Asylum seekers homeless due to overcrowding of camps, Thessaloniki, August 2019

 Camps are riddled with misinformation. Rumours spread quickly, whilst asylum seekers are not advised on their legal rights. Given the scale of the crisis, government services are rarely able to respond quickly, and donors are becoming fatigued by the lack of improvement in the crisis. At SolidariTee, we believe that access to fair representation is a fundamental human right.

 

Legal aid NGOs offer the legal guidance that refugees require in order to successfully make their asylum case. Improved legal guidance speeds up the asylum process and dispels false rumours, meaning that refugees can leave camps quicker. Crucially, it ensures that highly vulnerable individuals are granted the safety and security that they might not otherwise reach. 

The European Refugee Crisis

2015 saw the largest refugee crisis on European soil since WWII. The mass influx of refugees has seen divided global politics, with outpourings of generosity and controversy towards refugees. This timeline shows just how the crisis has been shaped since 2015.

2015
2016
2017-19
2015

January

Ezadeen incident sees 450 Syrian refugees abandoned in Mediterranean

June

European Council agree to relocate 40,000 refugees from Italy and Greece to other EU Member States and to take 20,000 refugees from outside the EU.

August 22nd

In one day only, 4,400 migrants are rescued off the coast of Libya

August 31st

Angela Merkel's 'Wir schaffen das' - there will be no limits on the number of asylum seekers taken in by Germany

September 13th 

Germany introduces temporary controls on border with Austria.

September 22nd 

120,000 refugees to be relocated in EU

April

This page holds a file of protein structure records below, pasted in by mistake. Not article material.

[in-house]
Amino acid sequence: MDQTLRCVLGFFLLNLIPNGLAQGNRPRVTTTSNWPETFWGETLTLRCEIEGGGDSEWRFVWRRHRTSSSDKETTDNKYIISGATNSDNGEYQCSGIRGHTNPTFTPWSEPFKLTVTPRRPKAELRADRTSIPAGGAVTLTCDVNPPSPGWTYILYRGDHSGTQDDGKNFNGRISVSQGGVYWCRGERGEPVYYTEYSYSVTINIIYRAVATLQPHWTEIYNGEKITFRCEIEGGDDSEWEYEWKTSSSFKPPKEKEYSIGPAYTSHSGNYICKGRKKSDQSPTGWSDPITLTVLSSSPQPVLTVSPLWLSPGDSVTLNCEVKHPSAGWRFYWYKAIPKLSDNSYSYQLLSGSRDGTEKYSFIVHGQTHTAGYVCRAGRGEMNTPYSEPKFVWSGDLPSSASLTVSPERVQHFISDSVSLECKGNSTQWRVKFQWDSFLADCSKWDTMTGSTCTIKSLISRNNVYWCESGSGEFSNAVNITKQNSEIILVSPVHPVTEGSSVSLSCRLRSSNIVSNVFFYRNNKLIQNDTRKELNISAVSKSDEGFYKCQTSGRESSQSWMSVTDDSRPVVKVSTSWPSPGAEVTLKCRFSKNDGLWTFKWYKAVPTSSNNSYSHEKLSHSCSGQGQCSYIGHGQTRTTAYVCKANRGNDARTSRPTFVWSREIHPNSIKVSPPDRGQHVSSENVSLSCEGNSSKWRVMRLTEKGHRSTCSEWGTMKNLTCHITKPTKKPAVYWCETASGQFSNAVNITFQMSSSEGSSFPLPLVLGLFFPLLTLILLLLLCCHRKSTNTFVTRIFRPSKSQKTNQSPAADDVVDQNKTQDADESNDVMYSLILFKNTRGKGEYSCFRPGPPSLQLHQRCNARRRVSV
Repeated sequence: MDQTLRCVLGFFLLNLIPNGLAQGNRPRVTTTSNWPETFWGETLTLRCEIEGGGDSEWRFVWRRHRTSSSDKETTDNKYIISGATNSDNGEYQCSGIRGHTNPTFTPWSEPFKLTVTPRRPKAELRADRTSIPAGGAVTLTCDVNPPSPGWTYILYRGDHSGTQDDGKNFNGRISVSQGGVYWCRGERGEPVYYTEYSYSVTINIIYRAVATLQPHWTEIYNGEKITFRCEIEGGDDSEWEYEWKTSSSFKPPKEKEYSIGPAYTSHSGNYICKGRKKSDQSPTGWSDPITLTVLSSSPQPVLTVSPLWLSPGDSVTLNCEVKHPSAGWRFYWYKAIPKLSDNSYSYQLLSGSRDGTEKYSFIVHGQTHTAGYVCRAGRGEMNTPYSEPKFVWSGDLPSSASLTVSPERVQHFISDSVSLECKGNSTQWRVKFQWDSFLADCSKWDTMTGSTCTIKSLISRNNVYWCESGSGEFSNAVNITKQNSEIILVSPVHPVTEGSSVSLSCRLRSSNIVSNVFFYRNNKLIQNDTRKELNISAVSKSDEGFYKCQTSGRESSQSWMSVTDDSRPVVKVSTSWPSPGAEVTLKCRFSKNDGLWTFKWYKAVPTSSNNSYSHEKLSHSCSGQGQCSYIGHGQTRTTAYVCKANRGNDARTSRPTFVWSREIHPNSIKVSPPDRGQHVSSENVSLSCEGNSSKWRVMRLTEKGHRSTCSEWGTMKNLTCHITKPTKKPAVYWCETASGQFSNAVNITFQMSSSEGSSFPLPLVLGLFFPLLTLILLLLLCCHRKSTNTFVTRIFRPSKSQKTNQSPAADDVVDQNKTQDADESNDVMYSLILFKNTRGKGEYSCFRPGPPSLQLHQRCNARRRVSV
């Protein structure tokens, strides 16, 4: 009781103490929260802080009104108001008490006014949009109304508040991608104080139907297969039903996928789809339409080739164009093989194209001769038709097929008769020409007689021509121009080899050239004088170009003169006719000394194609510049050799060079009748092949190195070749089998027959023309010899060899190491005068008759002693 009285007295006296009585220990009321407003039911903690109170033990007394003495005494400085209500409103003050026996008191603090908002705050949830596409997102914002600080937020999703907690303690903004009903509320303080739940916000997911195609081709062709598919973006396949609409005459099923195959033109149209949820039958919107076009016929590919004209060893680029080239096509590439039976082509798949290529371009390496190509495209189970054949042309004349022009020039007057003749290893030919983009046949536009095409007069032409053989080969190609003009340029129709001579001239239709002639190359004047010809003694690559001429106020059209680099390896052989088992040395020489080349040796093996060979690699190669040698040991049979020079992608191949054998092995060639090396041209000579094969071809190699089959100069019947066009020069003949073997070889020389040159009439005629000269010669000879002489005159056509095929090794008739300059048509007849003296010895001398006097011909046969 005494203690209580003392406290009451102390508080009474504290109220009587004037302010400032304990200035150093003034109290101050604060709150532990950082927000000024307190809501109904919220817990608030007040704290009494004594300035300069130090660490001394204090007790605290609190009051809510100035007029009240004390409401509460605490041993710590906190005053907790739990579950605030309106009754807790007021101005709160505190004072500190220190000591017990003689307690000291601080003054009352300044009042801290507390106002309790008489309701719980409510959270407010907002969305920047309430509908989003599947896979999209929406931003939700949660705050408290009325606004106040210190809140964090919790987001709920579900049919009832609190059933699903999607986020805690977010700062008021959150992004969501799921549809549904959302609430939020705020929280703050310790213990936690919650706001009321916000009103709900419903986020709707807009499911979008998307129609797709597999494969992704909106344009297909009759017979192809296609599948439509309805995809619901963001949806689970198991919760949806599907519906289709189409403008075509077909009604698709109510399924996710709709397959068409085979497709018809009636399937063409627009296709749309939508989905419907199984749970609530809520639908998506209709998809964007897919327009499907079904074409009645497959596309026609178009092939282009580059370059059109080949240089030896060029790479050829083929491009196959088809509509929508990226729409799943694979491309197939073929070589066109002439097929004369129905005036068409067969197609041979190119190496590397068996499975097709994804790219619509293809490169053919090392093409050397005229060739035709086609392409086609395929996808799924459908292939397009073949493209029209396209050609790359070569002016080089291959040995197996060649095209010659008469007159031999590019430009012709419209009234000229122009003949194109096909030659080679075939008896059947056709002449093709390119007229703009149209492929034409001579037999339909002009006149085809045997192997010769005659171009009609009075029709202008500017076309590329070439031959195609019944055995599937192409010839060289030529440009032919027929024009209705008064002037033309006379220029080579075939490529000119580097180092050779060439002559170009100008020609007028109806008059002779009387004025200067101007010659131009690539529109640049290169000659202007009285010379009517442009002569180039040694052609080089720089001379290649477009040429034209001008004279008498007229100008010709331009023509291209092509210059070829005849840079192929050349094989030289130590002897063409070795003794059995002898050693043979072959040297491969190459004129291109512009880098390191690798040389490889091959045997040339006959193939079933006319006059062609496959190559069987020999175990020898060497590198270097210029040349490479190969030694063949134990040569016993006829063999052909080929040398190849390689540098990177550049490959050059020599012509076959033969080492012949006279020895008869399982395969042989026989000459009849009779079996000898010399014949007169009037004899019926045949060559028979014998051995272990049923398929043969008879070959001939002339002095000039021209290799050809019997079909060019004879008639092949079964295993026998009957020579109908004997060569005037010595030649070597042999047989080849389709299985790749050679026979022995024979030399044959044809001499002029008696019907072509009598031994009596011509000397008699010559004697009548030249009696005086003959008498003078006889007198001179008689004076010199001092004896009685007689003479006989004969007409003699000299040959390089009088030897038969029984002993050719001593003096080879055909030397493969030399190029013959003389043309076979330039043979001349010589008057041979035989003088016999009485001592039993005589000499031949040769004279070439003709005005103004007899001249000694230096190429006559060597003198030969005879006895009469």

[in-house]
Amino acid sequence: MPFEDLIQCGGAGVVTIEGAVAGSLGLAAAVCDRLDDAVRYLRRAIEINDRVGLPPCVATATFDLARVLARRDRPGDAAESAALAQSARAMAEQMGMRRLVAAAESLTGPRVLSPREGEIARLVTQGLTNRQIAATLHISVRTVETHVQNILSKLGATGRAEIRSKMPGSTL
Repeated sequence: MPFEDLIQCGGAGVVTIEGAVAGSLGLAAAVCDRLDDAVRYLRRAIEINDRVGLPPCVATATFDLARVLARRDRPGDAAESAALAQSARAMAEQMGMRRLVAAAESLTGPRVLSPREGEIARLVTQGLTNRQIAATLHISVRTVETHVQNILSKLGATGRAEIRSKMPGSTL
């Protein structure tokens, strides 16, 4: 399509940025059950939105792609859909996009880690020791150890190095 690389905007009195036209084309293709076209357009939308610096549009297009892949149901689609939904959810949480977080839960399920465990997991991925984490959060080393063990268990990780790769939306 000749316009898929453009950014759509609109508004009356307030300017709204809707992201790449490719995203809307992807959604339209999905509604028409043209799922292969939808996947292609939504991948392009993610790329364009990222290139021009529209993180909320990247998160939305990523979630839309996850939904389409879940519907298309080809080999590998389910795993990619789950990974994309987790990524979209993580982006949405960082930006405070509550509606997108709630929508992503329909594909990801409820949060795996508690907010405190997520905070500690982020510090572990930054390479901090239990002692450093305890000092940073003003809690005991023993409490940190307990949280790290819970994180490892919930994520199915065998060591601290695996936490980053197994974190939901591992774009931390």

Just under 1,250 asylum seekers die in the Mediterranean. After this, deaths in the Mediterranean continue steadily.

July

Hungary begins to build a barrier along its border with Serbia to stem flow of asylum seekers into the country.

August 27th

71 asylum seekers, including 4 children, are found dead in an abandoned lorry in Austria - they are believed to have died from suffocation

September 2nd 

Death of Alan Kurdi

September 17th 

Croatia closes off majority of its borders with Serbia.

November

Austria, Sweden and Macedonia introduce border controls.

October 16th

Afghan man shot dead by Bulgarian border guard.

December

UNHCR reports that 1 million refugees had reached Europe by sea in 2015.

2016

January

100 black-clad masked men attack immigrants at Stockholm Central Station.

February

Both Austria and Norway break international and EU law. Austria announces that it will set a daily cap on the number of asylum seekers allowed to enter the country, and will limit daily asylum claims. Norway says they will reject all asylum seekers coming to the country. 

February

French authorities start to demolish part of the 'Calais Jungle'.

April

Clashes at Idomeni refugee camp on Greece-Macedonia border result in 200 asylum seekers and 15 police officers being injured.

February

Locals protest against establishment of a screening centre; protests see petrol bombs thrown against police officers. Meanwhile, Turkey threatens to send millions of asylum seekers into Europe unless Turkey receives further funding to host the millions already in the country